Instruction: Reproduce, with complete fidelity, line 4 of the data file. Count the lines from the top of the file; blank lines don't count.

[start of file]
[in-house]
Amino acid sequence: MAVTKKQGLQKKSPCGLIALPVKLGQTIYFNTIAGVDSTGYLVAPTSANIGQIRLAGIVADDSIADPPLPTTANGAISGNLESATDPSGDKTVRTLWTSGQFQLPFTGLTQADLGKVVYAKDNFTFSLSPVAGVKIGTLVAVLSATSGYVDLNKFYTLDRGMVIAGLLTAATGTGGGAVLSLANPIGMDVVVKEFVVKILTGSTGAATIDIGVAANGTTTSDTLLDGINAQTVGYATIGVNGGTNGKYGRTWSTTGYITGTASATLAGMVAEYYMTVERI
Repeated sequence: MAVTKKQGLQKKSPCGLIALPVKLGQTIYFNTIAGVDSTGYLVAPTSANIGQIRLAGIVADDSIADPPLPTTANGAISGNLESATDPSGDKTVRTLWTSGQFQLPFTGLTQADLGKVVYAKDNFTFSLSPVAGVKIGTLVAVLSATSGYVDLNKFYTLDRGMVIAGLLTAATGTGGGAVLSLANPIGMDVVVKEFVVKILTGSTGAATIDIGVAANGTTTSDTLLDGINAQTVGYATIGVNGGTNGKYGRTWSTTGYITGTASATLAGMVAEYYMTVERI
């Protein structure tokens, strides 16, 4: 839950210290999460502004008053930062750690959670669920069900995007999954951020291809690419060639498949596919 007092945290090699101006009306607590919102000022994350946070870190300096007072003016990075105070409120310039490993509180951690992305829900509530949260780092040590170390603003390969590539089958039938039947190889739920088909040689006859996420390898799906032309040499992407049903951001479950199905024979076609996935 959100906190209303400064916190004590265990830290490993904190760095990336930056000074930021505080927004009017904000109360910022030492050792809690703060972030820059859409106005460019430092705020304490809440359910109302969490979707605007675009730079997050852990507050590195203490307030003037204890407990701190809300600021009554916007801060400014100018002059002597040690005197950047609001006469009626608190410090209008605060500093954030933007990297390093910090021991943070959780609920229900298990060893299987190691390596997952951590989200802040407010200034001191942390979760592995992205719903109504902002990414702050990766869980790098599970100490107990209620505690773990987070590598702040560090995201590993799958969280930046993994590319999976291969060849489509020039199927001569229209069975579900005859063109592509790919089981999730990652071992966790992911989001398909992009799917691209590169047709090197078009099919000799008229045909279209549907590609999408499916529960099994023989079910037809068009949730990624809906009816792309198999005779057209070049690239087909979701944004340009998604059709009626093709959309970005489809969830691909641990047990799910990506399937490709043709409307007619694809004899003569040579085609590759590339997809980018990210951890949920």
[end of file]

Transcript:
């Protein structure tokens, strides 16, 4: 839950210290999460502004008053930062750690959670669920069900995007999954951020291809690419060639498949596919 007092945290090699101006009306607590919102000022994350946070870190300096007072003016990075105070409120310039490993509180951690992305829900509530949260780092040590170390603003390969590539089958039938039947190889739920088909040689006859996420390898799906032309040499992407049903951001479950199905024979076609996935 959100906190209303400064916190004590265990830290490993904190760095990336930056000074930021505080927004009017904000109360910022030492050792809690703060972030820059859409106005460019430092705020304490809440359910109302969490979707605007675009730079997050852990507050590195203490307030003037204890407990701190809300600021009554916007801060400014100018002059002597040690005197950047609001006469009626608190410090209008605060500093954030933007990297390093910090021991943070959780609920229900298990060893299987190691390596997952951590989200802040407010200034001191942390979760592995992205719903109504902002990414702050990766869980790098599970100490107990209620505690773990987070590598702040560090995201590993799958969280930046993994590319999976291969060849489509020039199927001569229209069975579900005859063109592509790919089981999730990652071992966790992911989001398909992009799917691209590169047709090197078009099919000799008229045909279209549907590609999408499916529960099994023989079910037809068009949730990624809906009816792309198999005779057209070049690239087909979701944004340009998604059709009626093709959309970005489809969830691909641990047990799910990506399937490709043709409307007619694809004899003569040579085609590759590339997809980018990210951890949920």